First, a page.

Frank Napa Valley is a darn nice $35 Petite Syrah

November 30, 2015

Sitting here pondering all the things to be thankful for, and, “aw snap” as my computer says to me, I was reminded by my pal Jen “up to the CG newsroom” that my column deadline was Monday, due to the holiday. Fortunately I had been supping all week and had copious notes lying about waiting to be fluffed and buffed just for you. Let’s start with The Other Guys Plungerhead wines. These can be a shoppers’ nightmare for the wine newbie. I don’t want to characterize these as second label because that might be misconstrued. Perhaps winemakers' art wine would be a better label. Sebastiani wished to attack the lower-end market and in order to do so decided to buy juice and blend it. This is clearly indicated on the labels by using “California” rather than one of the regional names such as “Dry Creek.” In each vintage the wine may be labeled differently using the Lodi or Sierra Foothills AVA designation. As a fan of recent Plungerhead Zin, which I rated in the 88-90 range, I had high hopes for the 2013. Dark purple colored with cherry, vanilla and caramel nose, it resolves on the palate to cherry, blackberry, pie spice, caramel and chocolate. This will complement most of the traditional seasonal foods and goes well with venison if you are a lucky hunter. I give it 87 points. If you spot a 2011 or '12 they are a bit better at 90 points and have mellowed.

Another good venison, lamb or “steak on wood chip” wine for those with patience and a cool dark space are the Frank Family inaugural vintage of Napa Valley Petite Sirah, the 2012.

The wine trade promoters are comparing it to the reserve that has been in production since 2008 and runs about $55-60. Unfortunately I have not sampled the reserve, but I can tell you the Napa Valley is a darn nice $35 bottle. I was fortunate to get a sample recently and think those who enjoy Petite Sirah should buy in. For those unacquainted with Petite Sirah, it is not Syrah but a stand-alone varietal grape. For years these small berries were blended in order to provide color and tannin. Recently the grape has been bottled as a single varietal wine. Although they were originally cloned in France, it is the Cali growers that have brought them to their best performance. There is nothing “petite” about them.   

Petite Sirah generally delivers dense blackberry and black pepper notes, licorice, smoked meats and tar.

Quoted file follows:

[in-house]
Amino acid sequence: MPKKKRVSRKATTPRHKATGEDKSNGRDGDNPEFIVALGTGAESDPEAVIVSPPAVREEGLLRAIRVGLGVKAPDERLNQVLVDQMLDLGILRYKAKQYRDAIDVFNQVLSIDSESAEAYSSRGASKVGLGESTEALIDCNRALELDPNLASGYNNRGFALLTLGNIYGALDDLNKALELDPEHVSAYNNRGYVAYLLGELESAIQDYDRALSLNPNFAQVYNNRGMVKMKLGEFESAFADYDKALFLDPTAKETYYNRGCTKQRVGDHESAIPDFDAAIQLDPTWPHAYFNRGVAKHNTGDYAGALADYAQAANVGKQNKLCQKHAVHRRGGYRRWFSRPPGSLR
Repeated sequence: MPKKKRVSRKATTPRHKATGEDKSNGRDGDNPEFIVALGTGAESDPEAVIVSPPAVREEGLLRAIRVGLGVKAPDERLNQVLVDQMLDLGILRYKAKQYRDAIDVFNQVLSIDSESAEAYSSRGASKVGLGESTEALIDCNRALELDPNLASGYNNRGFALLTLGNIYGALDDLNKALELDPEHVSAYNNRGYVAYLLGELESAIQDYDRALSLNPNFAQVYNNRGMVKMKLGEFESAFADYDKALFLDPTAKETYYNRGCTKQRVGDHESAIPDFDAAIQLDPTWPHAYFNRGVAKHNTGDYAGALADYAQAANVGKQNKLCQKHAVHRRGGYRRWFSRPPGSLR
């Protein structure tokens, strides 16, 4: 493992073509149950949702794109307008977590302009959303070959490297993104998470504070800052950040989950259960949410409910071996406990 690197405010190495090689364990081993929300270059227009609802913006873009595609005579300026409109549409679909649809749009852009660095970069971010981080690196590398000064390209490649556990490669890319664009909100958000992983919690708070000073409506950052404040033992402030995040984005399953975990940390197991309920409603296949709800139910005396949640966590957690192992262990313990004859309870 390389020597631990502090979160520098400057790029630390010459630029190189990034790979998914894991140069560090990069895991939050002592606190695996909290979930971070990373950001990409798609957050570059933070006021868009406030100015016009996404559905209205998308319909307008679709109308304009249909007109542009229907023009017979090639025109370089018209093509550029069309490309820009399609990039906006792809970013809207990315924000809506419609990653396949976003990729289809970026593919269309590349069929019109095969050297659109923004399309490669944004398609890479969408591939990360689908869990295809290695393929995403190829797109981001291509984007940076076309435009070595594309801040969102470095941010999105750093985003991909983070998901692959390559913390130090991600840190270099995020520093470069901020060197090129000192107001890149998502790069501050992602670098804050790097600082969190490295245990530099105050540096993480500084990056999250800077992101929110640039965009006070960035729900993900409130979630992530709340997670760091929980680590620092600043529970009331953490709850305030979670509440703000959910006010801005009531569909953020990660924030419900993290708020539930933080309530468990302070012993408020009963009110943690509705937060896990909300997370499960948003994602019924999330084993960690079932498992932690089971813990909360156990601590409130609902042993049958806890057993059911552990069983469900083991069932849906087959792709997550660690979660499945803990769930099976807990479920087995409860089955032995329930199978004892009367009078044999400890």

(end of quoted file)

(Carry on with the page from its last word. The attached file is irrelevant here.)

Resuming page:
I think the best producers are EOS, Bogle, Rosenblum and now Frank joins the ranks with affordable wine.

How about MooBuzz Pinot Noir Monterey 2013, another Sebastiani Other Guys product. This PN is blended with 5 percent each of Petite Sirah and Syrah. For body was the winemaker's note. He wrote: “gorgeous aromas of earthy mushroom and fresh raspberry are highlighted by notes of fresh violet and ripe plum. The palate expands to include a savory abundance of red currant, dark cherry, rich mocha and wild strawberry on a long, velvety finish.”

My tasting panel notes read: "violet and raspberry with forest floor aromas. On the palate, plums, baking spices, cherry, and strongly brewed tea. Finishes cleanly with good fruit/acid balance; 89 McD points and 90 if priced less than $17."

I rarely write of sweet or off-dry wine because so many leave my mouth feeling muggy, and the better Sauternes are too darn expensive. David Akiyoshi Clarksburg Moscato 2014 is a well-made rare exception. Now, I’m not trying to compare Moscato to Sauterne or White Zinfandel or Pinot Grigio, but if you enjoy these type wines you will likely enjoy the Akiyoshi Moscato with its pale color, lemon, grapefruit and pineapple nose.

On the palate some residual sugar is very well balanced by fruit and proper acidity. Akiyoshi got his creds thru a 25-year stint with Mondavi’s Woodbridge as director of winemaking. He was named Best of California in 2012. This can be found at naked wines and is worth the search. Hope your Thanksgiving was wonderful!

Email John McDonald at


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